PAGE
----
The Lazy Father Saga

Nancy Folbre
19 June 2019

The lazy father is enshrined in popular culture. Google up the term and there he is: Homer Simpson snoring on the couch. Unfair caricature, especially on Fathers’ Day!

So, it’s easy to see why a short essay by Robert VerBruggen in defense of fathers caroomed through social media this week, boosted by a link from  Ross Douthat’s regular New York Times opinion column. But is laziness really the issue? Serious complaints about the gender division of labor seldom boil down to finger-wagging accusations of moral turpitude. They point instead to economic inequalities between moms and dads that result from social institutions–public policies, employer practices, and cultural norms.

Mr. Verbruggen is skeptical of such inequalities, suggesting that those who emphasize them are…well, lazy. They have ignored the facts revealed by the American Time Use Survey. He begins with a reproachful observation: “Among married couples living together with kids, if anything, it’s dads who do more work in total—adding up paid work, housework, child care, and even shopping.” Mothers will not be surprised to learn that the validity of this claim depends on how “work” is defined.

Before delving into the American Time Use Survey, however, consider Mr. VerBruggen’s casual emphasis on “dads in married couples living together with kids.” A lot of dads don’t fit this description—in 2018, according to the Current Population Survey,  only about 39.6 million fathers co-resided with children of any age, compared to about  52 million mothers.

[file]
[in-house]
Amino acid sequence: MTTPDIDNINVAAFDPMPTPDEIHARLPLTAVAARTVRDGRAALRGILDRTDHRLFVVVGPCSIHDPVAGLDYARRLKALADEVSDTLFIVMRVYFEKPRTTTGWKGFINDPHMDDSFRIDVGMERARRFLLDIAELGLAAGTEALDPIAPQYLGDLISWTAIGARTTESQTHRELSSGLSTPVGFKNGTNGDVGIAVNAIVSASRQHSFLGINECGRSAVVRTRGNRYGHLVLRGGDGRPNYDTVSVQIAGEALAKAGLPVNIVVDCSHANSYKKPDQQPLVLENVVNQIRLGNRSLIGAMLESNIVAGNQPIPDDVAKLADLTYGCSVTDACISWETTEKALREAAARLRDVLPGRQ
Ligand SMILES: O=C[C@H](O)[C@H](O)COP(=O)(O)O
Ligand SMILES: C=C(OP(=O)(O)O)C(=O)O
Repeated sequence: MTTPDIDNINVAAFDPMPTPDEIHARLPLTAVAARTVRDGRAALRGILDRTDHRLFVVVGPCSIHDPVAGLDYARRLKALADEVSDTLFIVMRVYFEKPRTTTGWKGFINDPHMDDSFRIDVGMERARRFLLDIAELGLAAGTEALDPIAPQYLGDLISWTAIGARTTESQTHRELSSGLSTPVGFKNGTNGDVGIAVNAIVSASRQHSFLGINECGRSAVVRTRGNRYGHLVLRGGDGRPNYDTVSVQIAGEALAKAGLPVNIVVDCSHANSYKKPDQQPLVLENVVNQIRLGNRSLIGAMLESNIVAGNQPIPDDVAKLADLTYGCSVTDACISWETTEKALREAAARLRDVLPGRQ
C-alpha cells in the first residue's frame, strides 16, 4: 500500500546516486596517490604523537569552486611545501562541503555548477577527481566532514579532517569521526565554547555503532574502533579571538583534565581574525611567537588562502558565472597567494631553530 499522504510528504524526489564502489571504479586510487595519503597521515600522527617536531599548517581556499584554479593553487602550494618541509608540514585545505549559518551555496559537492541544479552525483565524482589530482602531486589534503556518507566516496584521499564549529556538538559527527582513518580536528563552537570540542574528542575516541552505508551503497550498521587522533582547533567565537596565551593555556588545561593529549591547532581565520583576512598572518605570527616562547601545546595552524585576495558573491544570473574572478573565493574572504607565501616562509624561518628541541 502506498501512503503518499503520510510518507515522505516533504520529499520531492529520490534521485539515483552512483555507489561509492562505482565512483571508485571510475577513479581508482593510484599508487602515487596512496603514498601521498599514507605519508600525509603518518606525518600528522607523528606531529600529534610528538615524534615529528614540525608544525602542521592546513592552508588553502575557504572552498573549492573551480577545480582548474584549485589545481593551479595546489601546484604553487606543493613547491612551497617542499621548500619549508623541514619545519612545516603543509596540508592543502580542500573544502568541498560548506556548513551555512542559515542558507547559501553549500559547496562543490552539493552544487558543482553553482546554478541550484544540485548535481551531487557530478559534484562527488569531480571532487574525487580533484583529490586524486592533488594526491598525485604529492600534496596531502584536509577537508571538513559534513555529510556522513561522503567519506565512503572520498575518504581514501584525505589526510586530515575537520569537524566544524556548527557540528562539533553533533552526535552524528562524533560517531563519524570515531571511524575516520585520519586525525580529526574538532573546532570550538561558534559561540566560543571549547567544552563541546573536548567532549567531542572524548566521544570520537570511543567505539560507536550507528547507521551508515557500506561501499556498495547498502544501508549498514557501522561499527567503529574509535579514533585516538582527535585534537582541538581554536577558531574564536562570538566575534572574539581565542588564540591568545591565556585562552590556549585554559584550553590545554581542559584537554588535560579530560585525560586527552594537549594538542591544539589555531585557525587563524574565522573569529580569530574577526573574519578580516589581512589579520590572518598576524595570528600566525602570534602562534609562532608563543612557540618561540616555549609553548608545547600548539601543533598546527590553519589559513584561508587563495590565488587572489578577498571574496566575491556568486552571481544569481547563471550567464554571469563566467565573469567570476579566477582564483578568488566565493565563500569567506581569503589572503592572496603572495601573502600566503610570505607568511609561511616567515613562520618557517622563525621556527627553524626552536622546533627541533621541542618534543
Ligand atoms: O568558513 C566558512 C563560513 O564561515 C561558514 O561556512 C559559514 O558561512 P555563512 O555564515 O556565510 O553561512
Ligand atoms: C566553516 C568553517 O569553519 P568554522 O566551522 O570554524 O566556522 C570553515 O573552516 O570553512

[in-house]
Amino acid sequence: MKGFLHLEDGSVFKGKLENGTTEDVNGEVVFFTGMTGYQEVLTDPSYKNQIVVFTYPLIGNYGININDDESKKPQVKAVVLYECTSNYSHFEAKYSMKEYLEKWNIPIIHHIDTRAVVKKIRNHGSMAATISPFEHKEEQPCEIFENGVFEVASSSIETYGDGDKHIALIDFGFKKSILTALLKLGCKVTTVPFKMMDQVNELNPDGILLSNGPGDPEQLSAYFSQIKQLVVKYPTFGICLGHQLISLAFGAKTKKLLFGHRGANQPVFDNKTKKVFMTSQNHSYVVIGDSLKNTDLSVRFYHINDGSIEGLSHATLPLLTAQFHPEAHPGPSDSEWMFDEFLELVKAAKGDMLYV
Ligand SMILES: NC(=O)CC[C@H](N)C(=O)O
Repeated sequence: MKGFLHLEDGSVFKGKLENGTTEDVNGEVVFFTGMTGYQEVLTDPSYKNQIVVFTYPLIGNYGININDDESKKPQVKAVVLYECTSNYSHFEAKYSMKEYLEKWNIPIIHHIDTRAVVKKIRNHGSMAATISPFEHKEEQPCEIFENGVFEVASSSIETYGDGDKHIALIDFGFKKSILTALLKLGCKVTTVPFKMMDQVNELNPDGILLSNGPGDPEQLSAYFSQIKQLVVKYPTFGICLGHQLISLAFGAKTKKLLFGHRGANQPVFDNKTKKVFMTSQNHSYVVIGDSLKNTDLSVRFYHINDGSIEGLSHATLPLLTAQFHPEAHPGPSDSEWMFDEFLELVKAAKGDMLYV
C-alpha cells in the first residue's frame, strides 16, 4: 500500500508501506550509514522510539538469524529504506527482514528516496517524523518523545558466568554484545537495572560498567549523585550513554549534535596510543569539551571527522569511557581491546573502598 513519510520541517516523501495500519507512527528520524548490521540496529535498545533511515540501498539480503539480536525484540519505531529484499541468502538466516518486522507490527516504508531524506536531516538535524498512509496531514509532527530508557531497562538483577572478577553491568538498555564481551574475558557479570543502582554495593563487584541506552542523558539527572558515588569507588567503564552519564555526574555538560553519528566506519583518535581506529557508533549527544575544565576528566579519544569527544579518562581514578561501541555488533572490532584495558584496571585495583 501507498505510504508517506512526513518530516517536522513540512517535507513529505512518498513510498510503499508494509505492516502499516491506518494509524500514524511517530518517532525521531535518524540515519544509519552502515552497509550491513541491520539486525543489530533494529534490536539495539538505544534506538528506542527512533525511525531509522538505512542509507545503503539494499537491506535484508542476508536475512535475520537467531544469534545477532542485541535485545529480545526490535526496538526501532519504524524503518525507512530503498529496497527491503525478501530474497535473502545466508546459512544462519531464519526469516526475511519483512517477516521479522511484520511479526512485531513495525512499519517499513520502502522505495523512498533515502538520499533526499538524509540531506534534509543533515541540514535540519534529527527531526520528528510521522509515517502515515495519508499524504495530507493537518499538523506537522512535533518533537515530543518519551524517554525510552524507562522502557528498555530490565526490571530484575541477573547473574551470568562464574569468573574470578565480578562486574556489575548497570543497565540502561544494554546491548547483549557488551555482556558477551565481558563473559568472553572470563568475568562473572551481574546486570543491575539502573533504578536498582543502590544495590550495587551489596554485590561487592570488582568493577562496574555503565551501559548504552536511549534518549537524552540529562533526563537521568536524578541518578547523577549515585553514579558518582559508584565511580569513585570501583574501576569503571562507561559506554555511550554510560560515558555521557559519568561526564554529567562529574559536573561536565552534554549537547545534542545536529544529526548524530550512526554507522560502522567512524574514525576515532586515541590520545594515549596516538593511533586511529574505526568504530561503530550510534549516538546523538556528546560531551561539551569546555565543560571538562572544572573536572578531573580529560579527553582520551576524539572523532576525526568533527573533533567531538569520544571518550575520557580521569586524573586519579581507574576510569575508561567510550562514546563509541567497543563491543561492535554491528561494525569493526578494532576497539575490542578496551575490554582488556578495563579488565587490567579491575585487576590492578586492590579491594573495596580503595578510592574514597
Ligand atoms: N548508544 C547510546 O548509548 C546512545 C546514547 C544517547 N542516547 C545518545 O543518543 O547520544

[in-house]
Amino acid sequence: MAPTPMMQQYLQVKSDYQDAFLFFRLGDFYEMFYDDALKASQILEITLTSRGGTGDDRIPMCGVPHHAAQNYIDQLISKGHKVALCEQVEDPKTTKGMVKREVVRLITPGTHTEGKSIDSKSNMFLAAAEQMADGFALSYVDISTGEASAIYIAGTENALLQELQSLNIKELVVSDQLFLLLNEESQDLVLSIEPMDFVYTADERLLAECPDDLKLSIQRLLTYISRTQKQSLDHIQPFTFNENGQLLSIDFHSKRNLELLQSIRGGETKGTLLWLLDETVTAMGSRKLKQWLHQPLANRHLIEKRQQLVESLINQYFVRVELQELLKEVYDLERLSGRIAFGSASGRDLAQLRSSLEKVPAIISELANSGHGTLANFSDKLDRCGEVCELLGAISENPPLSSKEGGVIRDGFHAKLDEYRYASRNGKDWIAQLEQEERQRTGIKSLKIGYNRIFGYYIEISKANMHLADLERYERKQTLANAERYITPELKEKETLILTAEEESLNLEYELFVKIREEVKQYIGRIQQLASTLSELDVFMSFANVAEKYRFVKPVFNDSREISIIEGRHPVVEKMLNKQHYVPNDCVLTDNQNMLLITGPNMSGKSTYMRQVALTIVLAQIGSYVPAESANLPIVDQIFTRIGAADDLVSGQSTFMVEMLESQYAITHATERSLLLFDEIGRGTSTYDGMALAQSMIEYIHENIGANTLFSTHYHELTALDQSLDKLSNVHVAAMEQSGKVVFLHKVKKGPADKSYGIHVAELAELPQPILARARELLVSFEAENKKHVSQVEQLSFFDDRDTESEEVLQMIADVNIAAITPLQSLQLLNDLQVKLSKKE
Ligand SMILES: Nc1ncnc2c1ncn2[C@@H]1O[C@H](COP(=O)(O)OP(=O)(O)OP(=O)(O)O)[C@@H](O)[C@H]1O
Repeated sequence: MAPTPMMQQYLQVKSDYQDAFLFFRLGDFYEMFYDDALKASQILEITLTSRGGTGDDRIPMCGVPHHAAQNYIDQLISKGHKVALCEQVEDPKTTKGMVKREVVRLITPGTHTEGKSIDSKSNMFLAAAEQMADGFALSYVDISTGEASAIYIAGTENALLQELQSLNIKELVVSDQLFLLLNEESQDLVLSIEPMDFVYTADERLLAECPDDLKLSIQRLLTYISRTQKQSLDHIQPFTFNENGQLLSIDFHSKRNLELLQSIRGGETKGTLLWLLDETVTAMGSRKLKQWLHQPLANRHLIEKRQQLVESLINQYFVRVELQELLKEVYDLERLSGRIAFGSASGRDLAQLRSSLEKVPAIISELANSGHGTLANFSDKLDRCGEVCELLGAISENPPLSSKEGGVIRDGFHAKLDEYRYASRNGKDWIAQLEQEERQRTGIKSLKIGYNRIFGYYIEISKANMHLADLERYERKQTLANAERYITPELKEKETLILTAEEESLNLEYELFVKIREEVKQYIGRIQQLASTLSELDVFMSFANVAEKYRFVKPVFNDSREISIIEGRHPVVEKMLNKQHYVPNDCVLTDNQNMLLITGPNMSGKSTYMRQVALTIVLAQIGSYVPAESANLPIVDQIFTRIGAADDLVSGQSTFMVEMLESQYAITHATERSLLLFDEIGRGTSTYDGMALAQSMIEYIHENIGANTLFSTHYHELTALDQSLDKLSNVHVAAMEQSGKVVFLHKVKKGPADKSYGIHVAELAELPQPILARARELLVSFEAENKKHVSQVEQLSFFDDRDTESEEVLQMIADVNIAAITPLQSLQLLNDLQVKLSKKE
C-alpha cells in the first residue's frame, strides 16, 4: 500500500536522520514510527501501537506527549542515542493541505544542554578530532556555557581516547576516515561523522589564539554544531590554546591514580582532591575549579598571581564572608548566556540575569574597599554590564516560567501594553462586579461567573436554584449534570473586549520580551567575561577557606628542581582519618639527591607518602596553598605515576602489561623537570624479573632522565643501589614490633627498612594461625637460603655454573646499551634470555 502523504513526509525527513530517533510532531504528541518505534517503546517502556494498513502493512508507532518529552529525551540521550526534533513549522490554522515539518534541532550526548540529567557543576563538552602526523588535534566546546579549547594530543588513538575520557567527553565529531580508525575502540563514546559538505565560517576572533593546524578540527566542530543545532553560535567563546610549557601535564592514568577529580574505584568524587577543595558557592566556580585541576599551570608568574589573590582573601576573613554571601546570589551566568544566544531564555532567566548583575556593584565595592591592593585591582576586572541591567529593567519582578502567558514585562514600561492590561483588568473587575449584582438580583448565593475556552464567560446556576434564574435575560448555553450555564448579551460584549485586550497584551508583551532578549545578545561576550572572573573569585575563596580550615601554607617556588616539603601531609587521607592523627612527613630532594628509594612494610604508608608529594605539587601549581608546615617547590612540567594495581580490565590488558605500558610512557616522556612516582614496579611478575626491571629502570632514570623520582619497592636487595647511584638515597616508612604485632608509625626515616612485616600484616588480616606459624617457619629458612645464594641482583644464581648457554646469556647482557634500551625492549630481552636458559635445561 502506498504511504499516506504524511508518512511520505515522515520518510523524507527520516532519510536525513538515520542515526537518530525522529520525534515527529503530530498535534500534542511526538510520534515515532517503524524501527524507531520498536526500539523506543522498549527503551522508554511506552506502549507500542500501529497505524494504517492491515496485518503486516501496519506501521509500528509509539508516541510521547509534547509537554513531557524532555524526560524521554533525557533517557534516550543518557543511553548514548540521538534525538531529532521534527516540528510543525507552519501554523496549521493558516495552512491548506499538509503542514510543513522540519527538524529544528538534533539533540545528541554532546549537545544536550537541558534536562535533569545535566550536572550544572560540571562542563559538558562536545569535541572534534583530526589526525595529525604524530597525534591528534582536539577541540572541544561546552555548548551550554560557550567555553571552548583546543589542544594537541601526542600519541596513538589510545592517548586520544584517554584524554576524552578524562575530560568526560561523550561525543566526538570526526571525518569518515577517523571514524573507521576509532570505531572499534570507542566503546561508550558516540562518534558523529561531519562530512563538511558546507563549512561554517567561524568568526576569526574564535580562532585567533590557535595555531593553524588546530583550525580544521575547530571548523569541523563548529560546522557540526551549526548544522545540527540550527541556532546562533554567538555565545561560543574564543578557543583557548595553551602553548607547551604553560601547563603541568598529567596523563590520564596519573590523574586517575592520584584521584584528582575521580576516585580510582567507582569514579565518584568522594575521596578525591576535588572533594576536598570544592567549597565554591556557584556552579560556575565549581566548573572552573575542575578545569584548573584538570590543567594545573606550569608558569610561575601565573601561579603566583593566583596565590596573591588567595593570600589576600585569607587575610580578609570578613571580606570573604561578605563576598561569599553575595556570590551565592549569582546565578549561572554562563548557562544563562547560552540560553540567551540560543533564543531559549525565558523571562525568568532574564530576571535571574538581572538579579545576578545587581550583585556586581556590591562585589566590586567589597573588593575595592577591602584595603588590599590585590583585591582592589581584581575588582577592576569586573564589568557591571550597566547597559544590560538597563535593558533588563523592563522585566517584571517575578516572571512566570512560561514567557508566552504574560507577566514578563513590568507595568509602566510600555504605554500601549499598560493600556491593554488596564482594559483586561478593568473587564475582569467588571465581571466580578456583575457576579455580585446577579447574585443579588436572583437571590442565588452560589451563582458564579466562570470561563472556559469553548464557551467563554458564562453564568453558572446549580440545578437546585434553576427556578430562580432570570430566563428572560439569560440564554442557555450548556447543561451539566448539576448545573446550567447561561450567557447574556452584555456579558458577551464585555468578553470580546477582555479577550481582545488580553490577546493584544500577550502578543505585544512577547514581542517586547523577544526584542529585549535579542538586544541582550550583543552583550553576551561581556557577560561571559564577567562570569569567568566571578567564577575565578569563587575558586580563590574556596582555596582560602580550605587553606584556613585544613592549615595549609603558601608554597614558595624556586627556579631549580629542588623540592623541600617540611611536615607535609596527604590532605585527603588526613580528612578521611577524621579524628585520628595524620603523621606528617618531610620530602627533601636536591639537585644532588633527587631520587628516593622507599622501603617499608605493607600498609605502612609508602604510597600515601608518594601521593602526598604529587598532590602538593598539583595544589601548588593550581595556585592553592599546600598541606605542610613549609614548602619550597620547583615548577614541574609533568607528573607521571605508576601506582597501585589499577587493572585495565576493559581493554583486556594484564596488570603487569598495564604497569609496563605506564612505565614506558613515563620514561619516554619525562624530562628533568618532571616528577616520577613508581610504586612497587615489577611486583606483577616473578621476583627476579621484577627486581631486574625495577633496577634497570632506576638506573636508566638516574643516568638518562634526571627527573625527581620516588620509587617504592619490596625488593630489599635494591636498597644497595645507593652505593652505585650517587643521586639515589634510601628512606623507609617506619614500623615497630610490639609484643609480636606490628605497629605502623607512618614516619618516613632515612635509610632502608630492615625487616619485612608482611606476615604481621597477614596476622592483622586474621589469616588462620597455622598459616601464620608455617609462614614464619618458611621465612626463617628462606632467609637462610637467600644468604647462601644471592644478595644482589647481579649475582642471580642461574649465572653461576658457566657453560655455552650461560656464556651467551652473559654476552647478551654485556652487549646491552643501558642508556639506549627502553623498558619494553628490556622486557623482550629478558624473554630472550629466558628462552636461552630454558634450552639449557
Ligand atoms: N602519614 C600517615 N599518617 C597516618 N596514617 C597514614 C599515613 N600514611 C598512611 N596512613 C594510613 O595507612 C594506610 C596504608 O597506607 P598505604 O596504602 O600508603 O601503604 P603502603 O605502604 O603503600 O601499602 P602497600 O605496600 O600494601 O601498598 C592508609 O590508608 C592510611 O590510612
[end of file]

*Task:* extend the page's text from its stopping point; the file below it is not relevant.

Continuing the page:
The latest report from the Census Bureau notes that less than 44% of custodial parents with child support orders received the full amount they were legally due. This is not a laziness problem; it’s an enforcement problem. Married fathers living with their children do spend more money and more time on them than other fathers do. One can hope that at least some of them were served breakfast in bed on Fathers’ Day.

Mr. VerBruggen, however, overstates his case. While he notes that measurement of time in specific activities doesn’t fully capture the demands of household management, he makes no mention of supervisory care. In the U.S., leaving a child under the age of 13 alone is widely considered a form of neglect. Lack of access to affordable childcare, increasingly demanding and unpredictable work hours, and school schedules incompatible with standard employment hours create huge temporal constraints for parents who need to earn money. Young children require supervision even when they are playing in the house or backyard. Nannies and babysitters get paid to be on call even when children are asleep. Most national time-use surveys do not collect information on the “passive care” that parents provide.

However, the American Time use Survey, has, from the very outset, asked respondents if children under the age of 13 were “in their care” while they were doing other things. This responsibility falls more heavily on mothers than on fathers.  A recent analysis of this data on “secondary” time use  for the years 2013-2017 found that women spent about 90 minutes more per day than men did in this way—keeping an eye on children while engaged in personal care, eating and drinking, or leisure activities.